2004
Volume 127, Issue 2
  • ISSN: 0040-7518
  • E-ISSN: 2352-1163

Abstract

The many forms of sociability that flourished during the eighteenth century have long been viewed as vehicles of the Enlightenment. Not only were societies, clubs, and lodges permeated by a spirit of egalitarianism, secularism, and religious tolerance, they were also essential factors in the dissemination of knowledge and new ideas. Additionally, sociability has been associated with the rise of the public sphere and civil society, as various societies provided important platforms for the new bourgeois public to discuss and address the issues of the day. However, recent research has challenged these views. Historians are increasingly finding that many societies were permeable to a variety of worldviews and practices, not all of which can be meaningfully associated with the Enlightenment. New insights also suggest the importance of local restrictions and social conventions influencing many societies, further complicating the traditional understanding of the progressive, enlightened nature of sociability during this period. At the same time, sociability remains an important object of research in its own right, as well as an indispensible window onto an ever increasing variety of historical phenomena. This article explores the ways in which recent research has transformed our understanding of sociability and its place in the Enlightenment.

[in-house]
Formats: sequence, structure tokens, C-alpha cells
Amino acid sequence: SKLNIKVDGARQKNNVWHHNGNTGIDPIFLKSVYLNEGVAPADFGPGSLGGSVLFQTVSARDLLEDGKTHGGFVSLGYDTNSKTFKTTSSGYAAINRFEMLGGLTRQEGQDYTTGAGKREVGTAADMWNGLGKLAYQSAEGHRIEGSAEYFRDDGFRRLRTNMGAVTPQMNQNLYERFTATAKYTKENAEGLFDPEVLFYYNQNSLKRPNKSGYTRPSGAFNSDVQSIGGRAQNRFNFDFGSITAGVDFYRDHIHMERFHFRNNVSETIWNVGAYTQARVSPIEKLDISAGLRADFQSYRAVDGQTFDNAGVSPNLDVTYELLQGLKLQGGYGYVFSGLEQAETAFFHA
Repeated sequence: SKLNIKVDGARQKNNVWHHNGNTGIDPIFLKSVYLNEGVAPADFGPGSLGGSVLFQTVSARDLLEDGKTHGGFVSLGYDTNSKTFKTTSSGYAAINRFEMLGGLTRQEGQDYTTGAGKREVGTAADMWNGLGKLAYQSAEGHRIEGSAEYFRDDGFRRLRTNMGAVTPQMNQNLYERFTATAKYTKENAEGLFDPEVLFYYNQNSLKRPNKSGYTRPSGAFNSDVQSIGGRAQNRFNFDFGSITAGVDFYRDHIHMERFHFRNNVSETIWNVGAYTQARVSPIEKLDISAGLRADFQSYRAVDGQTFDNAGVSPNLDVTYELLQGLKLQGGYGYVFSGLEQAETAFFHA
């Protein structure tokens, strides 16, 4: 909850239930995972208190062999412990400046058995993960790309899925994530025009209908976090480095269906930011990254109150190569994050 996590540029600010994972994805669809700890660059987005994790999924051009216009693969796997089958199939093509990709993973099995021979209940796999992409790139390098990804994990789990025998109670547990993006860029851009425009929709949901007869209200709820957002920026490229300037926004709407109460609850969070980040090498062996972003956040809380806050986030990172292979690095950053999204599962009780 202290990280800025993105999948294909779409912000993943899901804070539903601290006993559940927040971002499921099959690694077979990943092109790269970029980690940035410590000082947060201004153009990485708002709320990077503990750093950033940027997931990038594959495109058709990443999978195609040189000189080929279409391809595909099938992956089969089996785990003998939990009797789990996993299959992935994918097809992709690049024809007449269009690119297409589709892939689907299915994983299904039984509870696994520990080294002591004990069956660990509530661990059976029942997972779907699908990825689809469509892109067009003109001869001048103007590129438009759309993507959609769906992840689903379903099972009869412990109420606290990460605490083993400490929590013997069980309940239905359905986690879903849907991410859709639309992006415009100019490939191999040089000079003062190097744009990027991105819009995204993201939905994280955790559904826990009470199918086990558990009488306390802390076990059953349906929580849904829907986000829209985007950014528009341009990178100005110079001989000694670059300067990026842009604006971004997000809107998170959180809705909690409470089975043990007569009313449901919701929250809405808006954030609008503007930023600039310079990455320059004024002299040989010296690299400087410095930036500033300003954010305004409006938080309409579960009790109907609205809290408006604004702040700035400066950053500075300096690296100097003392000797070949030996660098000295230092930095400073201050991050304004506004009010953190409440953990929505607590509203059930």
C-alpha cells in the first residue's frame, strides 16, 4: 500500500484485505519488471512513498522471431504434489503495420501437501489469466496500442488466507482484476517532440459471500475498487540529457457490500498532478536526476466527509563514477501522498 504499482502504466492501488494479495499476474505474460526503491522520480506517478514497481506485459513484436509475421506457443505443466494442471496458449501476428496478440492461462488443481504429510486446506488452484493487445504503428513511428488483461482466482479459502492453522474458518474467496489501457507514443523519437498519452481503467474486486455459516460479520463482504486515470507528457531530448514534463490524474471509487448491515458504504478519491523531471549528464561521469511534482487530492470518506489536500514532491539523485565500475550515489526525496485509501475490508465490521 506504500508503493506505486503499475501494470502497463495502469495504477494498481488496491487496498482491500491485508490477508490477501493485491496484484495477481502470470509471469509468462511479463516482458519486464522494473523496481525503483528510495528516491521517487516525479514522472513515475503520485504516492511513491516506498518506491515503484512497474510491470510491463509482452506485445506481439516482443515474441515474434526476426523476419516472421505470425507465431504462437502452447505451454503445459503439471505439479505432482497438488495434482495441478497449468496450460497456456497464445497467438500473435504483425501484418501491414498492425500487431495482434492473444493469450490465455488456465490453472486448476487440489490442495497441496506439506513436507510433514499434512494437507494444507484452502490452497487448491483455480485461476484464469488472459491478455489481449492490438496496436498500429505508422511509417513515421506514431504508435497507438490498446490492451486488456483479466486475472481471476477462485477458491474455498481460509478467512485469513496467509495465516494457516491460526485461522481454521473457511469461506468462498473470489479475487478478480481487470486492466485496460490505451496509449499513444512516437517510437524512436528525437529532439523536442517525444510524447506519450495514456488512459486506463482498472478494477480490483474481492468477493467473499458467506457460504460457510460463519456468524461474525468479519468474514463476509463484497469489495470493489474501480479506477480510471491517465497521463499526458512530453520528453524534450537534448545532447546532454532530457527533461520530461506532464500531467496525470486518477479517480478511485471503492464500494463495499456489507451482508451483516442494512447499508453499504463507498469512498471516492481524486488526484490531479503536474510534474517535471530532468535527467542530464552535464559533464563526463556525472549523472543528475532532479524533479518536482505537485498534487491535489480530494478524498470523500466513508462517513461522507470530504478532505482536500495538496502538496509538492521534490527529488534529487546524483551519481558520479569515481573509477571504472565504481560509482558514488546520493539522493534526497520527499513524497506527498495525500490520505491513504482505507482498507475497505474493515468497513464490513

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2014-06-01
2021-12-07
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  • Article Type: Research Article
Keyword(s): civil society; Enlightenment; freemasonry; public sphere; sociability
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